Review : Patty Loveless - Mountain Soul II
PopmattersI recently spoke to a woman currently incarcerated in an Iowa state prison and asked her how she felt about prison songs. Not the Johnny Cash/David Allen Coe kind about people actually being locked up, but the more metaphorical ones that concern love being like a prison. Did imaginary poetic depictions somehow cheapen the real experience? The woman just laughed and told me to lighten up. Don’t confuse music with reality, she said, that’s a foolish thing to do.
She’s right, of course, but I wish I could play her Patty Loveless’ brutal version of Mike Henderson’s classic country tune “Prisoner’s Tears”. Loveless wrenches every ounce of emotion out of the lyrics where “they don’t see the shackles / but I’m living in chains”. Could being in love ever be as painful as Loveless croons, or is it just a romantic notion? Could being in an actual prison be that bad? The fact that Loveless makes you ask such questions just shows how effective she is at conveying strong feelings.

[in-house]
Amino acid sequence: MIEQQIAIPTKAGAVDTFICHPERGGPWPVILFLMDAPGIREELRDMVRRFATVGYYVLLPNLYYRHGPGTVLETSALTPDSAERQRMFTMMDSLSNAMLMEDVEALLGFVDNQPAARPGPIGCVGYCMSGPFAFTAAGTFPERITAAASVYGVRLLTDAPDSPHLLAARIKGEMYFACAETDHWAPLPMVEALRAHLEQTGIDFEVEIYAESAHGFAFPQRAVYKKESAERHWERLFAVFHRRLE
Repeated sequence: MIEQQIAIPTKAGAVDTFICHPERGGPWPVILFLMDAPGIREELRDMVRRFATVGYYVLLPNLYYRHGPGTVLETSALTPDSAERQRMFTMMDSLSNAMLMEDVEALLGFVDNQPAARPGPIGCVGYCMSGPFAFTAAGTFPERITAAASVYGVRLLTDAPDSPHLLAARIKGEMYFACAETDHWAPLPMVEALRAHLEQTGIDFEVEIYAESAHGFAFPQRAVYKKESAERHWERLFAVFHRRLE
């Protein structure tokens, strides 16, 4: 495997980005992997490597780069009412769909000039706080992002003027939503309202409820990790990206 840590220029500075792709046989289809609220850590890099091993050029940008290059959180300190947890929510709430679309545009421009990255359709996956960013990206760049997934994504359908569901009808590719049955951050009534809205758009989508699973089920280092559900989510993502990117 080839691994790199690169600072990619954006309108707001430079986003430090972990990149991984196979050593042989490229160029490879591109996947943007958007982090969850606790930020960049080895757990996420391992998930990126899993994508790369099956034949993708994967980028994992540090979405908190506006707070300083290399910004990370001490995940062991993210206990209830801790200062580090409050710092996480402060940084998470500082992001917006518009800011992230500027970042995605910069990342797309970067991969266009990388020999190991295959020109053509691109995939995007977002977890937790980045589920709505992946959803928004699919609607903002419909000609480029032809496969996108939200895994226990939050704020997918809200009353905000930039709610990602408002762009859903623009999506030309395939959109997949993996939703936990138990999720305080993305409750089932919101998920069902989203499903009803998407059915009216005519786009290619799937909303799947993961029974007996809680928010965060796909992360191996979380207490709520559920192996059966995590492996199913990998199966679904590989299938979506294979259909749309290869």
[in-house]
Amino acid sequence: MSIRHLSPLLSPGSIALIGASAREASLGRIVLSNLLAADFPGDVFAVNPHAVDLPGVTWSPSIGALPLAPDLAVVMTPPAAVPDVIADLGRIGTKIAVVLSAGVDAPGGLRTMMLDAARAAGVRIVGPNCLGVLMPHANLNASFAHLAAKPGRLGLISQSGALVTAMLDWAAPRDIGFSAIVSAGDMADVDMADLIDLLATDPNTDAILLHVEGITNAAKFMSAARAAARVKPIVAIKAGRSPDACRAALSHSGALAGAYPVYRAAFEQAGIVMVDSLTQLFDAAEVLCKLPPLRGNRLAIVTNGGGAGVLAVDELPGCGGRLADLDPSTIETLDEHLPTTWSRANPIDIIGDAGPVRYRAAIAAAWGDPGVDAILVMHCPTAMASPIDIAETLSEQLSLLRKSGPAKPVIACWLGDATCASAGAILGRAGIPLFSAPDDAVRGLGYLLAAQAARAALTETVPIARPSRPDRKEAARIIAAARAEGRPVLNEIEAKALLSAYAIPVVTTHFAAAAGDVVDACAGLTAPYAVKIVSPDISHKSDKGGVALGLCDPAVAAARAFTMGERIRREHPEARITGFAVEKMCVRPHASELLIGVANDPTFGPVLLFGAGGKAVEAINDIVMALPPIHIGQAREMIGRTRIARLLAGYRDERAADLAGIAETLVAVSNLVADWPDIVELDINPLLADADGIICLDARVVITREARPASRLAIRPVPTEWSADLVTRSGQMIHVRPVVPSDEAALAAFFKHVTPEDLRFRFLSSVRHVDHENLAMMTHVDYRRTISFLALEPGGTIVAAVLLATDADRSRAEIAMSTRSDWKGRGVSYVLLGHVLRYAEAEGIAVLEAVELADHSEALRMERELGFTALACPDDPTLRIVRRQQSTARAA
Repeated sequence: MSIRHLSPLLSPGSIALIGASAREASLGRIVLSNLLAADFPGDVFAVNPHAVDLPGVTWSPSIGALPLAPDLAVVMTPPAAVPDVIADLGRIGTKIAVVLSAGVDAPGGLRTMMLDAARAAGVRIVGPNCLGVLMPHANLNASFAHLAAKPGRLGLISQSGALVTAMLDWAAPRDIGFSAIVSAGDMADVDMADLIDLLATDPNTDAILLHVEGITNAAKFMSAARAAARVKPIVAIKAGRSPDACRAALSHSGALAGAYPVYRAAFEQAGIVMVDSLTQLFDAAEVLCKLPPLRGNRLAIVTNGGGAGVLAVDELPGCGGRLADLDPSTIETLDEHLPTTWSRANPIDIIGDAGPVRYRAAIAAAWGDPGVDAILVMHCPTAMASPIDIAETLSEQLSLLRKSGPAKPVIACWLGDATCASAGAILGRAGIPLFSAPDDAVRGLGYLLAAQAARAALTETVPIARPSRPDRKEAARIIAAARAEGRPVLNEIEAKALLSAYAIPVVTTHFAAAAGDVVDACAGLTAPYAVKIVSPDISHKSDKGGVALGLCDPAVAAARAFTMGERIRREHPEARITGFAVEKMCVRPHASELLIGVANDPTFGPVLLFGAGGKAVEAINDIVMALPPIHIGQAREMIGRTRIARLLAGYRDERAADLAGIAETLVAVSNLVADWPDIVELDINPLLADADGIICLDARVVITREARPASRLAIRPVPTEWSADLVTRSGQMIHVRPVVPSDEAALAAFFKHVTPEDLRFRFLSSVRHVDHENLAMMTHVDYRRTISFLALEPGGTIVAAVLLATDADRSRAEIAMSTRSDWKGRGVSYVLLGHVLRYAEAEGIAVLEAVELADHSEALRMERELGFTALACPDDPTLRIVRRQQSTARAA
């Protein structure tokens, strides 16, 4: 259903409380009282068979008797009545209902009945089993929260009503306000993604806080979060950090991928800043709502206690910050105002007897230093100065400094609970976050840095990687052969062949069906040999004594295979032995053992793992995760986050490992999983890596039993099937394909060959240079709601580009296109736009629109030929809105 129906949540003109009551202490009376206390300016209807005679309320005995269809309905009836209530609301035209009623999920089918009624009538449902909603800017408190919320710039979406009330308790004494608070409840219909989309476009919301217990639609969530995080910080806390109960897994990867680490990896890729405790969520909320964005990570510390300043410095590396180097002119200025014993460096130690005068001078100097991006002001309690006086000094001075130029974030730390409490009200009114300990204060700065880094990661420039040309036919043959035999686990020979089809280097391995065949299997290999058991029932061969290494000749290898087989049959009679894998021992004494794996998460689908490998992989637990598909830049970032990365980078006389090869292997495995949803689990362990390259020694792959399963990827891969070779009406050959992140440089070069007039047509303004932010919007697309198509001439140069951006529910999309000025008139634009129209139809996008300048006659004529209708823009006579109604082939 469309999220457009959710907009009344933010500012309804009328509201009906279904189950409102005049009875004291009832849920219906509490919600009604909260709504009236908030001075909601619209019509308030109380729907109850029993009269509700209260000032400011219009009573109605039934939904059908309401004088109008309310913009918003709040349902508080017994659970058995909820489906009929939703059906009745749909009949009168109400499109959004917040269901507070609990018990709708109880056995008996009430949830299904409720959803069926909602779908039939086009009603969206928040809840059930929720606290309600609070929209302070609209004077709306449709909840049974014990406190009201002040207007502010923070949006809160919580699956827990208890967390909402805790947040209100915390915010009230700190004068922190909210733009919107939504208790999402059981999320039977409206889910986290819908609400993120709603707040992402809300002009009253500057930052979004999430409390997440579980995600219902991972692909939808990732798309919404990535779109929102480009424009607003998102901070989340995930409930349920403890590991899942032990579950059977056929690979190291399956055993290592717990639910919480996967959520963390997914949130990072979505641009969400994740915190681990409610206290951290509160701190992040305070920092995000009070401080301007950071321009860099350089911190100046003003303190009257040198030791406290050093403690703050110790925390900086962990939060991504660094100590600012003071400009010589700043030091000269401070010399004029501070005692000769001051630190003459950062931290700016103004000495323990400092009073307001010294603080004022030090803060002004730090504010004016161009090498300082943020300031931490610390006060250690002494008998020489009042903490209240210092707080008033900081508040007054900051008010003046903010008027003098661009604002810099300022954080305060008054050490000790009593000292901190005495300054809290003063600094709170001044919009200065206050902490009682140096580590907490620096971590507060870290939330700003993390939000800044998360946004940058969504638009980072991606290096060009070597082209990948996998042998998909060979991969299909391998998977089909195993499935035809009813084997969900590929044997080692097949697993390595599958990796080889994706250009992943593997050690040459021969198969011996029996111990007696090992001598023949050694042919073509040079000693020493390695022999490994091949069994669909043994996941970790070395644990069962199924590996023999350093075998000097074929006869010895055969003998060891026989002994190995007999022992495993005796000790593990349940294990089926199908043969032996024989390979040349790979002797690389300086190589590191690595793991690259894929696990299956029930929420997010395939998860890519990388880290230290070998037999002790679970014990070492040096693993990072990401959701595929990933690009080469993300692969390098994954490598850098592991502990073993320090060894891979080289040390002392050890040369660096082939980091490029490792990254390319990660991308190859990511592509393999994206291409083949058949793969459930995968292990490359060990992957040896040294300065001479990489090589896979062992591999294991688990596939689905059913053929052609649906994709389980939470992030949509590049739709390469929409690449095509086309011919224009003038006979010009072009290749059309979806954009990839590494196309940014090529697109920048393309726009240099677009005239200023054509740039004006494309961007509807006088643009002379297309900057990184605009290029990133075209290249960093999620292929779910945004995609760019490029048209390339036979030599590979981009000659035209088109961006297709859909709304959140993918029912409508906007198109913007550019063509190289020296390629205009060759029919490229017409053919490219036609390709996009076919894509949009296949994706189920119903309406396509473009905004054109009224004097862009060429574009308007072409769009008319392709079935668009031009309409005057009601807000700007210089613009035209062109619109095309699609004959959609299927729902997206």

The somberness of “Prisoner’s Tears” serves as a good example of what Mountain Soul II is all about. Loveless continues the exploration into old time country, bluegrass and Appalachian music that she began on her 2001 Grammy Award-nominated album Mountain Soul. She even employs the same producer, husband Emory Gordy Jr., and backup band: fiddler Deanie Richardson, Dobro player Rob Ickes, singer Jon Randall and harmony vocalists Rebecca Lynn Howard. She also employs a few stellar guests, including vocalists Emmylou Harris, Vince Gill, Syndi Perry, and Carl Jackson and players Al Perkins, Del McCoury and Ronnie McCoury. The results are sure to please country music purists....full text